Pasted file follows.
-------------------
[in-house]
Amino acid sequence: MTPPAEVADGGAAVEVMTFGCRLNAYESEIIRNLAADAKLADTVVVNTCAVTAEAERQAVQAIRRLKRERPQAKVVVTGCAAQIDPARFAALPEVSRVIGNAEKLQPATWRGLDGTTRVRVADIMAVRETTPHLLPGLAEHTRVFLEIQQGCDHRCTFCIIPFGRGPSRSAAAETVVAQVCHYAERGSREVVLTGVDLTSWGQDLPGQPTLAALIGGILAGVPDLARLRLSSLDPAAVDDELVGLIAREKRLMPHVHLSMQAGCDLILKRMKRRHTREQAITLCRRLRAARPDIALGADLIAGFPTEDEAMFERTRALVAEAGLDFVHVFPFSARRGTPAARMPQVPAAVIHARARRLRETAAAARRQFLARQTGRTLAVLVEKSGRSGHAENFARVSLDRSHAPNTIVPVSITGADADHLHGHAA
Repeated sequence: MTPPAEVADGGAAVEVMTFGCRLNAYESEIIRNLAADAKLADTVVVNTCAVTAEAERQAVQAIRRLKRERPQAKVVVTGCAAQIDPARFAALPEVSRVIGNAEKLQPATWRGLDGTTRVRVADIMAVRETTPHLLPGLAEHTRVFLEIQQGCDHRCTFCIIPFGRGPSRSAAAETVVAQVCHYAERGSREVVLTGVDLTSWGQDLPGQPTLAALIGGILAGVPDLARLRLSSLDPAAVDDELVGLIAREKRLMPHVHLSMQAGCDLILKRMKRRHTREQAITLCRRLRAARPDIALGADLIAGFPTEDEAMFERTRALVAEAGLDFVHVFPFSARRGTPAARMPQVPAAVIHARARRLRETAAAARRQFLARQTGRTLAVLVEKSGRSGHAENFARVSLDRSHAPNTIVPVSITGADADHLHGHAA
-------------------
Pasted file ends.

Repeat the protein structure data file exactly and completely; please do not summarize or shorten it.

[in-house]
Amino acid sequence: MTPPAEVADGGAAVEVMTFGCRLNAYESEIIRNLAADAKLADTVVVNTCAVTAEAERQAVQAIRRLKRERPQAKVVVTGCAAQIDPARFAALPEVSRVIGNAEKLQPATWRGLDGTTRVRVADIMAVRETTPHLLPGLAEHTRVFLEIQQGCDHRCTFCIIPFGRGPSRSAAAETVVAQVCHYAERGSREVVLTGVDLTSWGQDLPGQPTLAALIGGILAGVPDLARLRLSSLDPAAVDDELVGLIAREKRLMPHVHLSMQAGCDLILKRMKRRHTREQAITLCRRLRAARPDIALGADLIAGFPTEDEAMFERTRALVAEAGLDFVHVFPFSARRGTPAARMPQVPAAVIHARARRLRETAAAARRQFLARQTGRTLAVLVEKSGRSGHAENFARVSLDRSHAPNTIVPVSITGADADHLHGHAA
Repeated sequence: MTPPAEVADGGAAVEVMTFGCRLNAYESEIIRNLAADAKLADTVVVNTCAVTAEAERQAVQAIRRLKRERPQAKVVVTGCAAQIDPARFAALPEVSRVIGNAEKLQPATWRGLDGTTRVRVADIMAVRETTPHLLPGLAEHTRVFLEIQQGCDHRCTFCIIPFGRGPSRSAAAETVVAQVCHYAERGSREVVLTGVDLTSWGQDLPGQPTLAALIGGILAGVPDLARLRLSSLDPAAVDDELVGLIAREKRLMPHVHLSMQAGCDLILKRMKRRHTREQAITLCRRLRAARPDIALGADLIAGFPTEDEAMFERTRALVAEAGLDFVHVFPFSARRGTPAARMPQVPAAVIHARARRLRETAAAARRQFLARQTGRTLAVLVEKSGRSGHAENFARVSLDRSHAPNTIVPVSITGADADHLHGHAA